Pres. Rodrigo Duterte was recently slammed for calling God “stupid” for creating the concept of original sin. While we don’t support the aforementioned insult, he did make a point on how the Church would create hurdles in implementing certain laws.
During a recent speech, Duterte pointed out that the government cannot fully implement family planning because the Church and some religious groups are against it. “That is why one of my reasons why I do not like itong [this] creeping influence of faith that sometimes run counter to what government believes to be good for the people, at least in this temporal life,” he said.
Duterte has a long-standing feud with the Church. He called it a “hypocritical institution” for being corrupt and claimed that he was molested by a Jesuit priest when he was younger. He’s also claimed that some priests and bishops have wives. Despite that, he said in his 2016 SONA that there should be no separation of church and state.
However, it is true that the Church has opposed family planning laws like the Reproductive Health (RH) Law and the free distribution of birth control pills. The former was passed in 2012 but the Supreme Court suspended it when religious groups claimed that it violated rights to religion and free speech. (Even though this is about human rights more than anything.) Duterte has continuously went against the Church to strengthen such laws, which is only right because the law gives women the access to proper reproductive healthcare.
That’s not the only matter that the Church has opposed on. They’ve spoken against same-sex marriage, especially after Duterte expressed support for it before saying he’s mostly supporting civil partnerships, and called on Filipinos not to legalize it. This is understandable since the Catholic Church believes in the sacrament of matrimony, but we’re also hoping that they don’t meddle with the decision of same-sex couples to at least get married in court for now.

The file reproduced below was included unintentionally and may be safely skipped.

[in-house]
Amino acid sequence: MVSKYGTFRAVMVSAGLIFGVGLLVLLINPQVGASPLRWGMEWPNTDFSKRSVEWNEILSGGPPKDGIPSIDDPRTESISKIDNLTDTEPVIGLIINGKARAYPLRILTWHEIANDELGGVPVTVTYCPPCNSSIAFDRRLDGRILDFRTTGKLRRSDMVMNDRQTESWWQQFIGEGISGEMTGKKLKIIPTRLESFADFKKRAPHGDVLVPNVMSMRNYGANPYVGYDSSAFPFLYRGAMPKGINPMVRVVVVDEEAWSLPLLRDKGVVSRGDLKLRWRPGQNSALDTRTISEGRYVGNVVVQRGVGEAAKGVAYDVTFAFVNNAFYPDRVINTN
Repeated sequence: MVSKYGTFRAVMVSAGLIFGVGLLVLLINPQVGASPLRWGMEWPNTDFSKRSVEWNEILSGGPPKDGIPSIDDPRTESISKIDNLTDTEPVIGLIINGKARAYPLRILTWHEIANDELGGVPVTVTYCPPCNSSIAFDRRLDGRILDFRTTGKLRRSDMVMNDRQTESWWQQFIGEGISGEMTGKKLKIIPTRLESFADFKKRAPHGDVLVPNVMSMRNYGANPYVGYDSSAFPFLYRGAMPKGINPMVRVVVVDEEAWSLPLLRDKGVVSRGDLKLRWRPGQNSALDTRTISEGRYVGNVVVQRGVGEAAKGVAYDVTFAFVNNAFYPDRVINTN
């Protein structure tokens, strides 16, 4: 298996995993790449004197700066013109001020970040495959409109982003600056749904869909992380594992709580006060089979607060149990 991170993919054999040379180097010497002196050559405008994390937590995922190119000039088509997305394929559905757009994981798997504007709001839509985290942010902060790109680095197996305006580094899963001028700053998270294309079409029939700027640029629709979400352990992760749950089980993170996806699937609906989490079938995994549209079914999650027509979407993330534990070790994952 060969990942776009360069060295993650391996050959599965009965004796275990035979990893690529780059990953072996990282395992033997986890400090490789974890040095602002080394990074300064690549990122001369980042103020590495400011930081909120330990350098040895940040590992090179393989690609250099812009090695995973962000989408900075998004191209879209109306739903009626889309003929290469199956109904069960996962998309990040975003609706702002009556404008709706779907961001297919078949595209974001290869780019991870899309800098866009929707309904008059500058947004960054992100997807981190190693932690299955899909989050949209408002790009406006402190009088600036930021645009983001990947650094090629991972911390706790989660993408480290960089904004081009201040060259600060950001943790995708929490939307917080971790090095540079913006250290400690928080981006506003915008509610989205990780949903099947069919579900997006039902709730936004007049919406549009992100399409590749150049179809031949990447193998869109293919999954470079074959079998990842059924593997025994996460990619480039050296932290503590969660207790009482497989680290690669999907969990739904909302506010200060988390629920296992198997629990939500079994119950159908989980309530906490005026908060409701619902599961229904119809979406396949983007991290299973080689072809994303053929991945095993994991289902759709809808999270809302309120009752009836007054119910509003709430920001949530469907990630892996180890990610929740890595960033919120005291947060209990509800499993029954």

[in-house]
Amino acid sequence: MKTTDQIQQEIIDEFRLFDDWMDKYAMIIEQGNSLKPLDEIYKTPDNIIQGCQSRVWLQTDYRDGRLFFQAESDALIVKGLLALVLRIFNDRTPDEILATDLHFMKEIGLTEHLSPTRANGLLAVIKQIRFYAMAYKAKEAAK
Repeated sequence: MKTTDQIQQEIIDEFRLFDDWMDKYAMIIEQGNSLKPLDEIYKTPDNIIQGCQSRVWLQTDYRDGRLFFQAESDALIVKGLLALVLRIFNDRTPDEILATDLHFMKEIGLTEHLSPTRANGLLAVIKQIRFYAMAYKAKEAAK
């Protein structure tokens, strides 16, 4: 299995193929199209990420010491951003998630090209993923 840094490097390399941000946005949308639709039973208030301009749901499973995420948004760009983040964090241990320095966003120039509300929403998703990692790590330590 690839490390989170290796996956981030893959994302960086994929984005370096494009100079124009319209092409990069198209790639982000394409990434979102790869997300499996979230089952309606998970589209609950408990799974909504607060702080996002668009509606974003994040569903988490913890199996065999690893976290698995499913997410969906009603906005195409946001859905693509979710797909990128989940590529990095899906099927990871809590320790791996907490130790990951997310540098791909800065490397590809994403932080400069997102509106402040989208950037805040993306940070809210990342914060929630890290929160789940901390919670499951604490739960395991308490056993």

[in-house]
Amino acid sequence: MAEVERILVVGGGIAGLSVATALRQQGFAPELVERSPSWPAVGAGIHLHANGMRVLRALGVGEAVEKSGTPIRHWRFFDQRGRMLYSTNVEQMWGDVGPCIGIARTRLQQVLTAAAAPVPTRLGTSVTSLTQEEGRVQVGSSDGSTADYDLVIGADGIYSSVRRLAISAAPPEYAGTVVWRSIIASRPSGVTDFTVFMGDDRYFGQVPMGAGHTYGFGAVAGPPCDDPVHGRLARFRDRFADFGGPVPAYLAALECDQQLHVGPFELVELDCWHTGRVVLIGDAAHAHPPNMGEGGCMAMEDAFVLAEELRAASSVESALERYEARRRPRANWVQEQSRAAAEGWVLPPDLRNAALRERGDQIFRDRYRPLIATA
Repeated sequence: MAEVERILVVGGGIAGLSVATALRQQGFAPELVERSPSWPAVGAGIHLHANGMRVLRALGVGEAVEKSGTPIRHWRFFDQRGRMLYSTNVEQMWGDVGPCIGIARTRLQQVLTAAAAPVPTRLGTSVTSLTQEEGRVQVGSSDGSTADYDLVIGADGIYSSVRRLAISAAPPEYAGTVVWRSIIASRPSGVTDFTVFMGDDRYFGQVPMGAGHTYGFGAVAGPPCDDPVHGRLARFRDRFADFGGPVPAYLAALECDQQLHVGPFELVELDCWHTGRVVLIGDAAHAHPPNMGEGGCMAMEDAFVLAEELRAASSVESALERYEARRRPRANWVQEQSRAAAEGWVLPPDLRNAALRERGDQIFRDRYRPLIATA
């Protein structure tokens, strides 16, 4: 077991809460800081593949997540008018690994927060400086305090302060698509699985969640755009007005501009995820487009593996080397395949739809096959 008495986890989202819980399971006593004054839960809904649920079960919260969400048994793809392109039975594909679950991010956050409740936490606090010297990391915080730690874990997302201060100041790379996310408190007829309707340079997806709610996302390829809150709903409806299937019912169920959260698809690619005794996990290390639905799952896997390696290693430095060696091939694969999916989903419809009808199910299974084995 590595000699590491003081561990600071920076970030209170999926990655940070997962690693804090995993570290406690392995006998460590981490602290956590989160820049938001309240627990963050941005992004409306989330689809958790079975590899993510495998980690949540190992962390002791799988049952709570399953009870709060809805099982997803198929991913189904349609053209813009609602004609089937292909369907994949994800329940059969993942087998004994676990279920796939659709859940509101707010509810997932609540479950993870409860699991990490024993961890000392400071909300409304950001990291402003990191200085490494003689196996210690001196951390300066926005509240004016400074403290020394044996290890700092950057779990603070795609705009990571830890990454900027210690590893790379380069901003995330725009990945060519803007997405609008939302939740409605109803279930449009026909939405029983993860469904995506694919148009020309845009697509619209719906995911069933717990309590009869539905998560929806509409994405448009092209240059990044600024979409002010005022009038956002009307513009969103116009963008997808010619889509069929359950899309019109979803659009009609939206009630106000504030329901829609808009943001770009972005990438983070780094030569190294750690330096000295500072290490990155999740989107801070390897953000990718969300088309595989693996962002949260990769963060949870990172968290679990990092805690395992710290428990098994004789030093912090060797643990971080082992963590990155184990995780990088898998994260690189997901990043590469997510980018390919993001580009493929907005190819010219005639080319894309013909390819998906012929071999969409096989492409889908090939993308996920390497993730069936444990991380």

On a related note, the Church also claimed that the SOGIE Equality Bill will affect religious beliefs. Which is obviously untrue and the bill aims to protect the LGBTQ+ community from discrimination and hate crimes.
Lastly, the Church is against the divorce law, claiming that it destroys the sanctity of marriage. When in reality, it allows people to get out of failing marriages, especially when it becomes abusive. (Personal take: We were taught in Catholic school that marriage is a union borne out of love. If love is non-existent, why should a marriage be allowed to continue?)
Don’t get us wrong, the Catholic Church is allowed to make a stance on matters like these. But it doesn’t seem right when they control the government on what should and shouldn’t be done. BBC reported that most of our laws “are often framed around Catholic values.” Even the Catholic Bishops Conference of the Philippines (CBCP) featured a study that the Church “gives undeniable influence to PH politics.”
Also, not every law is an attack on religion. Yes, the Philippines is a dominantly Catholic country. But we have to understand that the laws mentioned above will help the citizens, especially the marginalized. We’re sure God (or any higher being that people believe in) wouldn’t approve of making people’s lives difficult and oppressing them because of selfish decisions.
Art by Marian Hukom
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